The Publishing Landscape BSW019 190101

Today’s episode airs on New Years Day, 2019.

I’ll be talking about the publishing world, as I see it, as we enter a new year.

I realize for many of you this information is not new, but for others it is, so bear with me.

The publishing world functions as a big monopoly game. The writer leaves home with her freshly polished manuscript under her arm—her head and heart filled with hope. As she meanders through the streets, she discovers many publishing options, but the roll of the dice is not always kind.

The object of the game is connecting her story with an audience that will appreciate it, but that’s not as easy as it sounds. There are more opportunities out there than ever before, but the question is, which one is best for her stories.

Forget Monopoly. It’s a crap shoot.

There are three main publishing choices:

  • Traditional Publishing
  • Small Presses
  • And/or Self-Publishing

Each option has advantages and disadvantages.

Traditional Publishing

Traditional Publishing, sometimes called Legacy Publishing, is dominated by “The Big Five.”. That’s right, just five.

  • Penguin Random House
  • Simon Schuster
  • Harper Collins
  • MacMillan
  • Hachette

Once upon a time, there were more publishers, but the bigger ones ate the little ones until we are left with the “Big Five.” Each of them owns many imprints. If you check in my show notes, you will find a link to a fascinating diagram that details which imprints are held by each of them.

To get a contract for your book with one of “the five,” you need an agent who will “shop” your book around the editors that represent the big publishers.

When you get a contract, your story will go through several edits and be given a cover. The process can take a year and a half or longer. These books are featured in brick and mortar bookstores.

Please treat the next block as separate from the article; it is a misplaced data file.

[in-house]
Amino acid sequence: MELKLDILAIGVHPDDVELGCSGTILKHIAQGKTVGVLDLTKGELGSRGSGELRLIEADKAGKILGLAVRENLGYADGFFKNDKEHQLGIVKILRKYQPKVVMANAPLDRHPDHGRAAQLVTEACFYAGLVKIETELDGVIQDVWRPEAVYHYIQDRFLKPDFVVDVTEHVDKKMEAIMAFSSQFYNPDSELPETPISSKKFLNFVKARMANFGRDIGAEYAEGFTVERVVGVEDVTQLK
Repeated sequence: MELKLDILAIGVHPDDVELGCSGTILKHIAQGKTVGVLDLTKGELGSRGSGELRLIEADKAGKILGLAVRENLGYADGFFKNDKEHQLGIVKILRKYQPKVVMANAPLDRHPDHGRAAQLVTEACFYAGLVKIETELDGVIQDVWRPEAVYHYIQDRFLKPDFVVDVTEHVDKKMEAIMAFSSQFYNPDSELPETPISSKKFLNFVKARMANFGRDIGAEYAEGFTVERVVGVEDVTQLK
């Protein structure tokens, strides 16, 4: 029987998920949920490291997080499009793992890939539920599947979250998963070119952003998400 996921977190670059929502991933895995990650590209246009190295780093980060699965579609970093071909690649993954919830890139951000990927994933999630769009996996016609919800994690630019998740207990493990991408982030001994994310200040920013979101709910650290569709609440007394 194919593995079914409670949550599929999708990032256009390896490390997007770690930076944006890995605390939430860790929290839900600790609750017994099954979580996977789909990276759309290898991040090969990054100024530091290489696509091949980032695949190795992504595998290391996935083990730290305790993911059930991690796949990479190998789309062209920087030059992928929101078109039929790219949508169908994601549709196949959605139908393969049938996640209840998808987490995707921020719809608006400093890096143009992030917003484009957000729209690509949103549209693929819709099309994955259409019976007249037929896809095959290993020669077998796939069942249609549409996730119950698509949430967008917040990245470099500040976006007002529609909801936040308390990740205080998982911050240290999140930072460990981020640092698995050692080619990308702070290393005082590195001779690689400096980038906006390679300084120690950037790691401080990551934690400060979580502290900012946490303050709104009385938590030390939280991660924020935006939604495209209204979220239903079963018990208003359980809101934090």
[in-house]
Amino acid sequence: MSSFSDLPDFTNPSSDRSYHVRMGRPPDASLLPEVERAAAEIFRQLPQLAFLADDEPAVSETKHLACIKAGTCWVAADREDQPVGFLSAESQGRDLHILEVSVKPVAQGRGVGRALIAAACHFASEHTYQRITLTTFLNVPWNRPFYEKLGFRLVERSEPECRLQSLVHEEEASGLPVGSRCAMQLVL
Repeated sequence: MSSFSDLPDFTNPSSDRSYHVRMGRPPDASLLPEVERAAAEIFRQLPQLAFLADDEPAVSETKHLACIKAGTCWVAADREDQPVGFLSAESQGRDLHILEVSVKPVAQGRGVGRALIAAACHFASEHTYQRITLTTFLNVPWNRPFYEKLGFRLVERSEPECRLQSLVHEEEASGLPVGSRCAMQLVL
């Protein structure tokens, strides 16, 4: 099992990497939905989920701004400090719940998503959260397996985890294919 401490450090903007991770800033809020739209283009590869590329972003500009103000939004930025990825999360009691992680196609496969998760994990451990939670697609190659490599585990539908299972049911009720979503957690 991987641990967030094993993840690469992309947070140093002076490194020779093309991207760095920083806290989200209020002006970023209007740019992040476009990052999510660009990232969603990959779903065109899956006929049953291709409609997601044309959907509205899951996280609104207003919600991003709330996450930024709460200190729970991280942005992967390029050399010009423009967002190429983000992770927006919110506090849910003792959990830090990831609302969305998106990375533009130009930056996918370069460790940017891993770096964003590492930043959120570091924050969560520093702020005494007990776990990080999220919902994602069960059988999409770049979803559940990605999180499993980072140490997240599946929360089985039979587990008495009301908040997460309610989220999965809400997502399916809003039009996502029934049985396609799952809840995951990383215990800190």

What are the advantages of being published by one of the Big Five?

  • You get an advance when you sign your contract.
  • You don’t have to pay for your editing or cover design.
  • You can proudly say that you are published by one of the big guys.

What are the disadvantages?

  • You only make between 5 to 15 % on gross royalties and 25% on ebooks.
  • You have little say over the title or cover of your book, and its distribution.
  • It takes a long time to get your book to the market.

Small Presses

The definition of a small press is a publisher with annual sales below a certain level. In the U.S. that level is fifty million dollars.

The advantage of a small press is they have more flexible contract terms, and the author can negotiate a higher percentage of the royalties.

…the disadvantages? The editors and cover designers are assigned by the press.

Self-Publishing or Indie Publishing

There are many ways to self-publish. I prefer to call it “Indie Publishing,” by the way, because it’s all about independence. The writer is the author, publisher, and entrepreneur.

The advantages of “going Indie” are:

  • You retain all your publishing rights.
  • On ebooks, you make 70 % of the royalties unless you price your book below $2.99.
  • You have control over how much you make on print books by adjusting the price.
  • You have full control over the title, editing, cover design, marketing, and distribution.


The disadvantage: All parts of the writing and publishing of your book rests on your shoulders.

The Changing Landscape

As 2018 comes to a close, the world of publishing is changing at breath-taking speed. I’ve noticed five pivotal changes of late:

  1. Imprints which belong to the Big Five are folding into each other, as publishers fight to survive.
  2. Amazon nixed also-boughts, forcing writers to pay for exposure on their sales pages, a model which is called, “pay to play.” Facebook went to this model two years ago.
  3. Amazon appears to be moving towards a more geo-centric model, where books are managed more within countries. It makes sense regarding taxes, but the US market continues to be the strongest, so it’s rather confusing at the moment.